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Jimmy Russo: £3.6m Bassini cash were loans to help Watford FC
The Russo brothers have argued that £3.5million they transferred to Laurence Bassini’s lawyer weeks before he bought Watford FC was an interest-free loan meant as a “working capital facility” for the club.
Taking the witness stand at the High Court this week, former Hornets chairman Jimmy Russo said the money was meant to be held by Mr Bassini’s solicitor, Angelo Barrea, and not accessed without his permission.
The Italian businessman said he was later annoyed to find the money had been released days after it was transferred in February 2011.
Mr Russo’s testimony came at a trial this week as he and his brother Vince sue Mr Bassini for a total of more than £3.6 million they say they loaned him before and during his reign at Watford FC.
Mr Bassini denies the money was loans and claims it was the cost of the Russos secretly becoming joint owners of the club.
During his evidence, Mr Russo, who runs a salad company with his brother, also said £135,000 transferred to Mr Barrea in April 2011 was requested by Mr Bassini to help with “cash flow” problems at Watford FC.
He maintained they were simple loan deals and not part of a “sham” to help him secretly gain 50 per cent ownership of Watford FC.
He also told the judge a later agreement to add interest to the sums in April 2012 came about as Mr Bassini had not made any repayments. Mr Russo said by this time he was getting “incredibly suspicious” about Mr Bassini as he believed around “£10 million” had come into the club in transfer and other fees.
During the hearings, the judge was told during winter and autumn of 2011 Mr Russo had provided “sham” letters making offers for Watford FC, valuing the club at first £20million and then £25million.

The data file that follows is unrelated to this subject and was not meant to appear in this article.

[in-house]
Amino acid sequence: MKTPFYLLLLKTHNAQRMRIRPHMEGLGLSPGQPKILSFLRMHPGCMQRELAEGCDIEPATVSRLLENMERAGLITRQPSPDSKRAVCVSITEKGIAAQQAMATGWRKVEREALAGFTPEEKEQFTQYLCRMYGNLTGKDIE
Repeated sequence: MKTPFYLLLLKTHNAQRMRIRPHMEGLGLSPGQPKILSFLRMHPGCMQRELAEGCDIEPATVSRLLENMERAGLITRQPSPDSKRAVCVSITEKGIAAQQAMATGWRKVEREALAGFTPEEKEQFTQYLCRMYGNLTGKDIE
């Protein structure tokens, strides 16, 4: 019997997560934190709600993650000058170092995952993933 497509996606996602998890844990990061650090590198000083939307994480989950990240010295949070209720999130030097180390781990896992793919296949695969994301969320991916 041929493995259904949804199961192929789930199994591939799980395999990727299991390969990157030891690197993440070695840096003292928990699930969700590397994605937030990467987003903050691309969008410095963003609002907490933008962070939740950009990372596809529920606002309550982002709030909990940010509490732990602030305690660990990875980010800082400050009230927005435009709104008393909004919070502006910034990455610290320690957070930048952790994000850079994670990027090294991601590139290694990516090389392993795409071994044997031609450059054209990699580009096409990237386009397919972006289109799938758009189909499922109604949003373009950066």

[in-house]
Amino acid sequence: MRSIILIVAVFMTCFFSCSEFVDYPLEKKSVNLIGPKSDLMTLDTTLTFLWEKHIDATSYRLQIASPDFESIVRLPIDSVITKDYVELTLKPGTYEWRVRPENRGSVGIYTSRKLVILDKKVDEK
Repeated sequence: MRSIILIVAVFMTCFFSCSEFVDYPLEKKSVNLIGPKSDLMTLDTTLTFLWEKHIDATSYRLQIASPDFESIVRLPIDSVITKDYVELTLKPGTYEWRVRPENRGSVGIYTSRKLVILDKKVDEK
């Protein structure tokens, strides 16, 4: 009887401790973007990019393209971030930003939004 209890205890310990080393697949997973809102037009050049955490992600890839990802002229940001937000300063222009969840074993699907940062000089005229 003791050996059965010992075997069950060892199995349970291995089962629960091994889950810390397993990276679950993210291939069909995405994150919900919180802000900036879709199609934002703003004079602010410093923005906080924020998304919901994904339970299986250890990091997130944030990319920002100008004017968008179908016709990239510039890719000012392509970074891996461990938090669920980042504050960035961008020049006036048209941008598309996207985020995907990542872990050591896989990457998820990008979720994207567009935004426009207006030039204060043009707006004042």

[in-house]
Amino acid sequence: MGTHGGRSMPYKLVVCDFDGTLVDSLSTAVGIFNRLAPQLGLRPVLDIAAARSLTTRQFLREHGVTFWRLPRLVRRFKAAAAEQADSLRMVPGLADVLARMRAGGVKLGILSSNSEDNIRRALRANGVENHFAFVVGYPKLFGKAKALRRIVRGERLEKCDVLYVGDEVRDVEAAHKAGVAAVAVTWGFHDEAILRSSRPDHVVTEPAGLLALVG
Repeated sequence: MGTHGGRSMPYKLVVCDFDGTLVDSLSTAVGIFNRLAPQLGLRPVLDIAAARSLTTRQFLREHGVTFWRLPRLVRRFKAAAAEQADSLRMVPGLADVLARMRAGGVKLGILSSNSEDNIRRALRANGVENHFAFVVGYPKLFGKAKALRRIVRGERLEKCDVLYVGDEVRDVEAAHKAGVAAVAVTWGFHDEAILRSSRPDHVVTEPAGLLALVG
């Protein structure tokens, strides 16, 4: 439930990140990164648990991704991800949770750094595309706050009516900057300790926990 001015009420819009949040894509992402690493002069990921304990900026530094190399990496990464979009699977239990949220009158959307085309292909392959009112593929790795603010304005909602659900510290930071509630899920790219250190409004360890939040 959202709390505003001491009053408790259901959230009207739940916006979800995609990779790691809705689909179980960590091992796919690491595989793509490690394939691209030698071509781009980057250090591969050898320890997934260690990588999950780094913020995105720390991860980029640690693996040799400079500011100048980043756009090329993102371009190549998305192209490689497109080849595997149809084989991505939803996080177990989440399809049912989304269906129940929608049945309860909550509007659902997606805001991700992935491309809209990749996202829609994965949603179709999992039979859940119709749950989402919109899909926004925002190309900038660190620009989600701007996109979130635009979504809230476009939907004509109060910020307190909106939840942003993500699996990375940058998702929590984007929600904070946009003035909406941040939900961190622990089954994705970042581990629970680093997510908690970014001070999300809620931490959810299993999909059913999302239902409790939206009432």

Mr Russo said these letters had been requested by Mr Bassini to help him get a better price from prospective buyers for Watford FC. He said he had provided them as he was becoming desperate to get his money back.
The court heard the Russos, Mr Bassini and their representatives first met around Christmas 2010 and had a series of meetings in January 2011 about the Stanmore businessman’s ambitions to buy Watford FC.
Mr Russo said the meetings came about as a friend had “strongly recommended” Mr Barrea to him. “He said he [Barrea] was an upstanding citizen,” said Mr Russo. “In the Italian community if you get a recommendation you usually think this is okay.
“But it wasn’t okay. He gave me many assurances he had worked with the defendant (Mr Bassini) through his divorce and the defendant was a good guy and had a family trust of £100 million.
“I took comfort in that trust. He said he could not access the trust of £100 million. The defendant later stated it was not true and that he didn’t have a family trust of £100 million.”
Mr Russo later added about Barrea: “I found Mr Barrea a very interesting character. He is one of those guys you can ring on many occasions and he will very rarely pick up the phone and when you do ring him on occasion you can’t leave a message as his voicemail is full up. I would say he is the most disorganised individual acting as a lawyer I have ever met. One time he came to my house and his road tax was out of date by eight months.”
The court was told the Russos’ due diligence research on Mr Bassini came up with little more than that he had previously been bankrupt and changed his name from “Bazini”.
Former Watford FC owner Laurence Bassini.